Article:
Is My Child Normal?

Is My Child Normal?

By Phillip E. Morris, PsyD

November 28, 2021

Let’s face it, being a parent is hard. You never get time off and the fringe benefits are few and far between. So why parent, why do it? Simple, because you love your child. They are everything to you. They bring you joy (and frustration), meaning, and purpose. They are an extension of you. They carry in their cells the literal DNA you gave them. They carry the morals, values, belief systems, and behaviors you instilled. They even look like you, act like you, and think and feel like you. They are their own person, but they also have so much in common with you. They are often a reflection of you.

So, it is understandably difficult – and humbling – to admit your child may be different. That they are not like the other kids. That your child acts differently, talks differently. Different does not necessarily mean bad or wrong, it can sometimes simply be just that – different. Your child may be unique and idiosyncratic. A round peg surrounded by square holes. Then there are situations in which different means more than just unique; this is when getting an accurate diagnosis is fundamentally important.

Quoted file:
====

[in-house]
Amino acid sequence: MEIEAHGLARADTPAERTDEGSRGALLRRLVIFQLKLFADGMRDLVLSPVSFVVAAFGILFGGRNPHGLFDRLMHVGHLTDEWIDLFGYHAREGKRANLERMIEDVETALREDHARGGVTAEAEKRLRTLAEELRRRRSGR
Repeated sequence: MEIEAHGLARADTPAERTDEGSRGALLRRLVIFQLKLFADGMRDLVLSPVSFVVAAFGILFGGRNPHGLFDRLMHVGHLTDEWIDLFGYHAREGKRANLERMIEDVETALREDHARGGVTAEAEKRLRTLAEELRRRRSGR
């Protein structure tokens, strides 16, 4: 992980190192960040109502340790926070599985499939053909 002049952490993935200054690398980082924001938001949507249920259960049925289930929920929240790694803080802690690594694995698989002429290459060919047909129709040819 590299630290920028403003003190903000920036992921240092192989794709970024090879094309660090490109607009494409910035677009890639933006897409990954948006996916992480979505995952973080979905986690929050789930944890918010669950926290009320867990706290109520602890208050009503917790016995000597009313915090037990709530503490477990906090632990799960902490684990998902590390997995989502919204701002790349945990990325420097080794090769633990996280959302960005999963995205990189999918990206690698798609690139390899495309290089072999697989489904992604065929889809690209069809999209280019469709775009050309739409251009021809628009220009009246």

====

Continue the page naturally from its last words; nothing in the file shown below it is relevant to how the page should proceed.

If you worry your child may be more than just different, that they may have a psychiatric disorder or behavioral condition, then it is time to seek professional help. This can be hard for many reasons; the biggest being no one wants to admit their child has problems, that they need professional help. Once you get past the humility, the first step is to talk with your pediatrician. Meet with them to discuss your observations and concerns. A pediatrician should listen and offer advice, suggestions, and an explanation. Although, some pediatricians may brush off your concerns, telling you to not worry and say invalidating statements like, “ADHD is over diagnosed anyway” and, “Aren’t we all on the spectrum somewhere?”. A great pediatrician will refer you to a counselor, psychologist, or psychiatrist. These professionals will be able to offer more.  

Counseling is undoubtably helpful and there are times in which medication may be needed. Another first step can be to get psychological testing. Some – but not all – licensed psychologists conduct testing and evaluations. These tools unpack the question, “Is my child normal, or is something wrong?” A testing psychologist has the training and experience to appropriately diagnose your child. There are numerous, well-established tests psychologists can use to help figure out what is going on with your child. They can run tests for ADD/ADHD, Autism, and learning disabilities like dyslexia. There are tests to identify emotional disorders like anxiety, depression, PTSD, and bipolar. The tests will help identify the roots to your child’s struggles and can answer the question, “Is my child normal? Or do they have a disorder?”

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